I am so happy that I purchased your White is Complicated so now I can fine tune my approach to choosing whites! Thank you for your continued spot on Blog…I am also a girl who likes white kitchens and bathrooms . Why I used to paint crappy old furniture white and amazing what that did!! Thank you again!

  2. Thanks for the great reminder, Maria. I often think I can do a project by myself but then when I try to get started, I find myself aimlessly walking around the store not knowing what the right decisions are. After too many mistakes and frustrations, I’ve learned that hiring the right professional will make my home be filled with loveliness.

  3. I will repeat what I said before….
    So agree with everything above, I am a interior designer working out of a store and do free measures, floor plan, space planning, presentation… I have to say no to clients all the time, they do not enjoy it but I will not spec anything that is wrong just to sell the piece… I drive management crazy somedays but they get me after 10 years…. but not everyone is me! Be careful that the designer like me is honest and will say no to you… and maybe been to Maria’s class (twice, lol)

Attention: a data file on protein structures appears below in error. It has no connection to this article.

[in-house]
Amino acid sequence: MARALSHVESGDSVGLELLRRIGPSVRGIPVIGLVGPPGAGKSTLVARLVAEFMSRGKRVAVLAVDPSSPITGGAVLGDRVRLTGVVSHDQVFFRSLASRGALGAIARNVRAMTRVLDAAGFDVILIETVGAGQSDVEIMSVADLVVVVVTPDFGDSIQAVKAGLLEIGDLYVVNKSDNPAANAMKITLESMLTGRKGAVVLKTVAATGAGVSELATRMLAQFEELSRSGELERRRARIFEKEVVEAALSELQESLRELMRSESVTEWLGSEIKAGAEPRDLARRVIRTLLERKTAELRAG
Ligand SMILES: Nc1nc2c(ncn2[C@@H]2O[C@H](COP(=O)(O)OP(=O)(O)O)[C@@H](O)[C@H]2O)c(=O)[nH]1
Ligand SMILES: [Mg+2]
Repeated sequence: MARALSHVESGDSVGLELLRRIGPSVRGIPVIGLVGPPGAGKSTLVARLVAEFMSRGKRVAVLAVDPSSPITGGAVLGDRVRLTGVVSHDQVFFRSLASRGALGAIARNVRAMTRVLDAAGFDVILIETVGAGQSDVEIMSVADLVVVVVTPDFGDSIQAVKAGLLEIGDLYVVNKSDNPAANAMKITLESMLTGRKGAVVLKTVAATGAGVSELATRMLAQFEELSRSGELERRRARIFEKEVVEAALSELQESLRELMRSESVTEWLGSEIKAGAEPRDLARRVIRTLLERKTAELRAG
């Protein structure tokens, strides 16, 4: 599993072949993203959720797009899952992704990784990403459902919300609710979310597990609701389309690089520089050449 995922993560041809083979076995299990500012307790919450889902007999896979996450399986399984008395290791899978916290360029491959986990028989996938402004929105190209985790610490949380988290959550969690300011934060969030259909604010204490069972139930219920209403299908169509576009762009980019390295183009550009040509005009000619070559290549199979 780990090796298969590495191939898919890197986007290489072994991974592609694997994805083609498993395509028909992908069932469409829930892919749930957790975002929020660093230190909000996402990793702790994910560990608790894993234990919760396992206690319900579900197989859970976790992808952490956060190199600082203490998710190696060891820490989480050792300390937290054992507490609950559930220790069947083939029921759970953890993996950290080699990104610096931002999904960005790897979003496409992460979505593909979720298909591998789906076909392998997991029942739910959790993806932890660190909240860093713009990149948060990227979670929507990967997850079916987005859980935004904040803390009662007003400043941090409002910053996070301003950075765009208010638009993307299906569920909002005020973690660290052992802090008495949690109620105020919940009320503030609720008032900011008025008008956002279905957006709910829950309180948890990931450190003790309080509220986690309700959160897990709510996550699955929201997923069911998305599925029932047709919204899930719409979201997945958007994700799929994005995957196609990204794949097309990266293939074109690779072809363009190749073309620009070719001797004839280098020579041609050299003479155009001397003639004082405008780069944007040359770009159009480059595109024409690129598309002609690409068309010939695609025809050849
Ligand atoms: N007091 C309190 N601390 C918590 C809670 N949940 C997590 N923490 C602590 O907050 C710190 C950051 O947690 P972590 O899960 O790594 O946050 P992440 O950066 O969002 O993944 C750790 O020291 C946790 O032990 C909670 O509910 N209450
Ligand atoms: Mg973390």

4. THANK YOU! A few months ago, renovations were the topic of a HOUZZ article and one of the pieces of advice was to listen to your contractor. I made the comment that you should not always do that and shared my experience of how when we were doing our renovation and in the midst of all that decision making I would sometimes ask our contractor (who did a fantastic job, by the way) what his opinion was. Every time we did that and we followed what he said, I regretted it (and still do because we’ve not changed those things). That’s because his interest at the time was not making sure that I loved every single detail of our renovation but that he got it done on time and moved on to the next project. If what I was asking about required something to be redone (even at my expense) his answer was always the opposite because he didn’t want to have to redo it.